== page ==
My Tenant Just Lost me the Sale….Again

Are you trying to sell a property that is tenant occupied? Some tenants will be very cooperative with their landlords when the property they’re renting is for sale, but a lot of tenants will be extremely difficult, after all your property is their home. For example some tenants won’t keep the place tidy or they won’t answer the phone when the listing agent calls to arrange a showing and if they reluctantly answer and say it’s not a good time, you just might lose that buyer. Tenants may not leave the premises when there’s a showing, and that’s always so darn awkward for the buyer, the buyer will feel like they’re invading the renters privacy and will not take the time to look at the home the way they should, they won’t turn faucets on and off, flush the toilet, open closets, cabinets and or garage doors. In and out they go off to the next property, and yours sits on the market.

As an owner you should let your tenants know in advance that you’re going to sell your property, give them the first opportunity to purchase the home. If they can’t or don’t want to purchase the property then discuss with them how the property should be shown, listen to their objections and concerns and decide if putting your property up for sale while it’s tenant occupied is the right choice. If you sense they are going to be difficult and that showing the property is going to be a problem then offer to buy your tenants out of their lease, pay their moving expenses if you think that will help, do whatever it takes to make your property available to qualified buyers. Believe me if you don’t consider how you’re tenants feel about your selling and showing their home it’s going to cost you a lot of money in the long run. As a seller you’re losing money for every month that property sits on the market. You’ll have to reduce your price and after time the buyers will be asking what’s wrong with this property, why isn’t it selling, why so many price reductions.

If you decide to sell while tenant occupied then your Listing Realtor should contact the tenants, ask how much advance notice they need for showings, talk with them about the importance of leaving the home while it’s being shown and hope they will oblige.

Good Luck with the sale.

By Deborah Link

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Do You Really Want to Sell Your House

You might answer that question with a yes but are you doing everything possible to insure your House sells. First and foremost price your house to sell, be competitive. Notice I’m not calling it a home because it’s a House for Sale; it will become a home again once the buyers settle in and make it their home. That’s what you’re selling after all, Home Ownership! The best way to get a sale is to hire a Realtor, by hiring a professional you can be assured that every buyer who comes through that front door is qualified and ready to purchase. Marketing your house as a For Sale by Owner may sound like a good idea in the beginning, but in today’s society is it really smart to let in anyone who rings your bell or call’s you on the telephone, no my friend it’s not smart and it sure isn’t safe.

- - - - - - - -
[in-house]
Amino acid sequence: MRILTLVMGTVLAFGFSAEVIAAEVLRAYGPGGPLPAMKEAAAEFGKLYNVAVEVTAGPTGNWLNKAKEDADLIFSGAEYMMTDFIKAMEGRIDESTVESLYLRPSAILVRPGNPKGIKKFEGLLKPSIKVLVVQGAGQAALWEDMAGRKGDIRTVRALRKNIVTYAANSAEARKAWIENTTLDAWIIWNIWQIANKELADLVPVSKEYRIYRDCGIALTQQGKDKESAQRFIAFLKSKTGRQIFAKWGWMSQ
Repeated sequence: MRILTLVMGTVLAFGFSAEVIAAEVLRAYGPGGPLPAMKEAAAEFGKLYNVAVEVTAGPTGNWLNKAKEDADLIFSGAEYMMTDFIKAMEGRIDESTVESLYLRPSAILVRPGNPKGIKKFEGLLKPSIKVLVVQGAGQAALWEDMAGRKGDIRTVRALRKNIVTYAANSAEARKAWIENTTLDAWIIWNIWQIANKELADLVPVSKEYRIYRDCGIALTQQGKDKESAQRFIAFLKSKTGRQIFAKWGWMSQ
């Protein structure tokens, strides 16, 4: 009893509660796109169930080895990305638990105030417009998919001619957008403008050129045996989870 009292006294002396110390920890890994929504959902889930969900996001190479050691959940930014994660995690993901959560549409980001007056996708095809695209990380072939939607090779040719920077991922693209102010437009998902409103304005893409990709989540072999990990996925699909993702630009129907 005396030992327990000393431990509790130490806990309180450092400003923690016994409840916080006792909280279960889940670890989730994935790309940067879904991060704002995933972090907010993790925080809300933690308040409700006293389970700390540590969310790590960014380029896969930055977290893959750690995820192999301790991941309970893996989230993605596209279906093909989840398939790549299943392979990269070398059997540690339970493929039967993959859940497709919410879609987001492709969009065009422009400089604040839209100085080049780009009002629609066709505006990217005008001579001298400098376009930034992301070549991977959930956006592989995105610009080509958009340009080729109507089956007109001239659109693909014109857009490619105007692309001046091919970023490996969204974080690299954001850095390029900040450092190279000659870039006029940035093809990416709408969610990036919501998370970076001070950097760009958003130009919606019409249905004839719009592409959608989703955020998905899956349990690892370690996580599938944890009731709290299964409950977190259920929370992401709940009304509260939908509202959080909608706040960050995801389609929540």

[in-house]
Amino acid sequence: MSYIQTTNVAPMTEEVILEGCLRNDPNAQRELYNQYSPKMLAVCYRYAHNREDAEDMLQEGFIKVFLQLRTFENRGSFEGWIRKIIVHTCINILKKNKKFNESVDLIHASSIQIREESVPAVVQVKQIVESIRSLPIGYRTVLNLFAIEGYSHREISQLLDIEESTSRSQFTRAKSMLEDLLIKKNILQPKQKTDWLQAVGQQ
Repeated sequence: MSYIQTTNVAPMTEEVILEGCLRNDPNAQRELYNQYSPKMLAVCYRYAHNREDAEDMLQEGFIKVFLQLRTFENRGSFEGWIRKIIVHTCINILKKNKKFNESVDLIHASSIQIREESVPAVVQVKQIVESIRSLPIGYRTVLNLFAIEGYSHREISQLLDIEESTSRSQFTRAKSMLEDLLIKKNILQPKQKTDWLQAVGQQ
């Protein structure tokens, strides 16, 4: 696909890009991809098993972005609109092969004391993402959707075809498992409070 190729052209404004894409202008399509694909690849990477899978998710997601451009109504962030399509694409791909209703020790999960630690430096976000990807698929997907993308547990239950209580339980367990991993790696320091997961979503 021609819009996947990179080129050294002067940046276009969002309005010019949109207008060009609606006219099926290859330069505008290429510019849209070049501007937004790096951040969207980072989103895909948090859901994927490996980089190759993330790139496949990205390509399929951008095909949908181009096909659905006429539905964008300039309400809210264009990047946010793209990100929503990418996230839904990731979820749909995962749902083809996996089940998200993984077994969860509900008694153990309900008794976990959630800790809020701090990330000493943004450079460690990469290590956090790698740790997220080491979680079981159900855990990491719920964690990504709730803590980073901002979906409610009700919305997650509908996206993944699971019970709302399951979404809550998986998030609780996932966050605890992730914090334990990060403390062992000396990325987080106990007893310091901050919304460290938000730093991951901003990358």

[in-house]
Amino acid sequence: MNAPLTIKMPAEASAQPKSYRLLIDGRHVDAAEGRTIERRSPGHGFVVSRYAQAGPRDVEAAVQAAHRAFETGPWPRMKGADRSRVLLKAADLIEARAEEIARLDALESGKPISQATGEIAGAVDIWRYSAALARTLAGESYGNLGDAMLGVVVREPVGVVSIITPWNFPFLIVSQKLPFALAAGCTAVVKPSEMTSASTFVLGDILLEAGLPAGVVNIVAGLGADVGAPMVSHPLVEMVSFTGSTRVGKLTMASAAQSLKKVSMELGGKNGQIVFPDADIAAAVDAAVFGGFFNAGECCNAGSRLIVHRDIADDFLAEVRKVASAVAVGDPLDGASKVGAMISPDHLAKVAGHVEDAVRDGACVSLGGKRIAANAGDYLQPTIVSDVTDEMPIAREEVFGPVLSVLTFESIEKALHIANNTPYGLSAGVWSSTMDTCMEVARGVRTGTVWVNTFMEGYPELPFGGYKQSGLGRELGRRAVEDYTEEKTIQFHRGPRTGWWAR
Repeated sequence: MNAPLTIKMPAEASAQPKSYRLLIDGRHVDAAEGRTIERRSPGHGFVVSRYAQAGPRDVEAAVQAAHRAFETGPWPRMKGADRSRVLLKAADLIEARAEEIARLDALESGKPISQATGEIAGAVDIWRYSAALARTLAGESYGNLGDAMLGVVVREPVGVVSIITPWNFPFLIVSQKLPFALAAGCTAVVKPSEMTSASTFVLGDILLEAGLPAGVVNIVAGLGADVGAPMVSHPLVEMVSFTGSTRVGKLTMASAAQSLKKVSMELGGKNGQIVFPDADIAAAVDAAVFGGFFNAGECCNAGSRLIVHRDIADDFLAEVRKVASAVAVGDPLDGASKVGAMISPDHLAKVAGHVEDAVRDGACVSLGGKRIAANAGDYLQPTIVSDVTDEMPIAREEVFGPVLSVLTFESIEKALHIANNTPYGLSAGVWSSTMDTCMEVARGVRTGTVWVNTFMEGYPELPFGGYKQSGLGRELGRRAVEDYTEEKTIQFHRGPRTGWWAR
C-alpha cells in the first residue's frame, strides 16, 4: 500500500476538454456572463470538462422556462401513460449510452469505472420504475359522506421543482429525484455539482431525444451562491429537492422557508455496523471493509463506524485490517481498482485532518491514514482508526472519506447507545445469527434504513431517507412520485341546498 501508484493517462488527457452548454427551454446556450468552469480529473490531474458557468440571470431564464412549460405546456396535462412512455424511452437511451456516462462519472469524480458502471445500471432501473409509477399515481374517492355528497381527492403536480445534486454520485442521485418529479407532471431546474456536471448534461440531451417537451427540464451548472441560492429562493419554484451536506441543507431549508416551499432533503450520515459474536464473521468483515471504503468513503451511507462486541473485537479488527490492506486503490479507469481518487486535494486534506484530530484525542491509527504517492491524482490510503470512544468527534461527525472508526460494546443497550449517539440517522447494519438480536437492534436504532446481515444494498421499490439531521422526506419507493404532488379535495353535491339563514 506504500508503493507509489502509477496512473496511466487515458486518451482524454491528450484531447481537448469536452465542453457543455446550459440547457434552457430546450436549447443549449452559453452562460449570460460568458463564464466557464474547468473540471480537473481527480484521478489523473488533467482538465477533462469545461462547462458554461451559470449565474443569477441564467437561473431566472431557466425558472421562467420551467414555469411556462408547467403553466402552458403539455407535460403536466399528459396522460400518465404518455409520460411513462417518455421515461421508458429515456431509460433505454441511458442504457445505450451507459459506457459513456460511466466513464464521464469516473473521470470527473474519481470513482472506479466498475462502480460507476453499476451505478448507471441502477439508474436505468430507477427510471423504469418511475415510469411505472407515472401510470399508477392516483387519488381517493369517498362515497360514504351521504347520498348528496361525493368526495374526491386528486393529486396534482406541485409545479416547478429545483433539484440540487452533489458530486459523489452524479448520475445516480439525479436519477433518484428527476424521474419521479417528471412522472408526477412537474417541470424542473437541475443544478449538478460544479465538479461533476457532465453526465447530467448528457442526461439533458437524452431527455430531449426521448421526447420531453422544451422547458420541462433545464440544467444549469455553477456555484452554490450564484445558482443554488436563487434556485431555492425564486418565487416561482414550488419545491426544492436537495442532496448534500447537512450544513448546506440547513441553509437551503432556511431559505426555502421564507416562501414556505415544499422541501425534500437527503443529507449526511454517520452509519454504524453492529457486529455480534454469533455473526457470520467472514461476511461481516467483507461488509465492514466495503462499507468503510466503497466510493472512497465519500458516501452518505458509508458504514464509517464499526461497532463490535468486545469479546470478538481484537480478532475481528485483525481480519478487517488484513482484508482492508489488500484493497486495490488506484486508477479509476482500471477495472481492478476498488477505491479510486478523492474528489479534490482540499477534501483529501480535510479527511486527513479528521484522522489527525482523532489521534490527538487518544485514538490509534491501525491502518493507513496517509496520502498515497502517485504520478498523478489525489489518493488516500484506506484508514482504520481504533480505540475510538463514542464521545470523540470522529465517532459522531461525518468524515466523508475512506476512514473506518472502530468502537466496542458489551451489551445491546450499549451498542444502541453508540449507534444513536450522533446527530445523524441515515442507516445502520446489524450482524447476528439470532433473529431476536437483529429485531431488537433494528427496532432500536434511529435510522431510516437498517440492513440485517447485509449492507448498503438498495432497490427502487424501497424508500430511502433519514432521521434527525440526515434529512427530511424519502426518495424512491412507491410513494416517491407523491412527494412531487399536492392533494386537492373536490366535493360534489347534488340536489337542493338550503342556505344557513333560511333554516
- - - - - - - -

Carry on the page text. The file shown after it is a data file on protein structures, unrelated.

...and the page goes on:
Once you hire a listing agent, take their advice, after all you’re paying for their service, so give them the benefit of the doubt. It’s best to have your house on a lock-box so it can be shown easily. Keep your house neat all the time. If you’re home when an agent comes to the door with a buyer make yourself scarce, the best thing to do is leave, take a walk or a drive, but by all means get out of the house. If for some reason you are unable to leave the house then confine yourself to one room and stay there. When a buyer comes into your living room it’s important that he can see that room as his living room! Put away the family pictures, get rid of the knickknacks, and clean out the closets, make everything look bigger, bright and clean.

Your wishes will be respected, if you insist on being there for every showing then understand you are putting the buyer in an awkward position, you’re making him feel like he’s invading your privacy. Chances are the buyer will walk away from your house and buy the next one where he was more comfortable and relaxed enough to turn the faucets on and off, flush the toilet and look in the closets. I’m not saying your house won’t sell if you insist on being there but it will take a lot longer. And the longer it sits on the market the less money you’ll get in the long run.

ImageAs the owner if you’re going to make unreasonable requests of the buyers like removing their shoes, then your Listing Agent should be aware of this and let the buyer’s agent know beforehand. There’s nothing worse than knocking on the door to show a property and the owner tells the buyer’s agent and the buyers to take their shoes off, it’s bad enough that the buyer is going to be followed around by the owner in the first place. And taking off their shoes is very intimidating to the buyer, it puts them in a subordinate position and most people won’t spend their money when they don’t feel in control. You also have to consider that the buyer may have an age or disability issue and can’t take their shoes on and off from a standing position. So what happens now: the buyers refuse to take off their shoes and they walk away, they don’t see or buy your property, the buyer’s agent, by not being forewarned is embarrassed in front of the buyer and will be reluctant to show that property again, and you the Seller, have just LOST A SALE!

Putting your house on the market will inconvenience you the Seller, the objective during the sale process is to make the showings as convenient as possible for the buyer!

By Deborah Link

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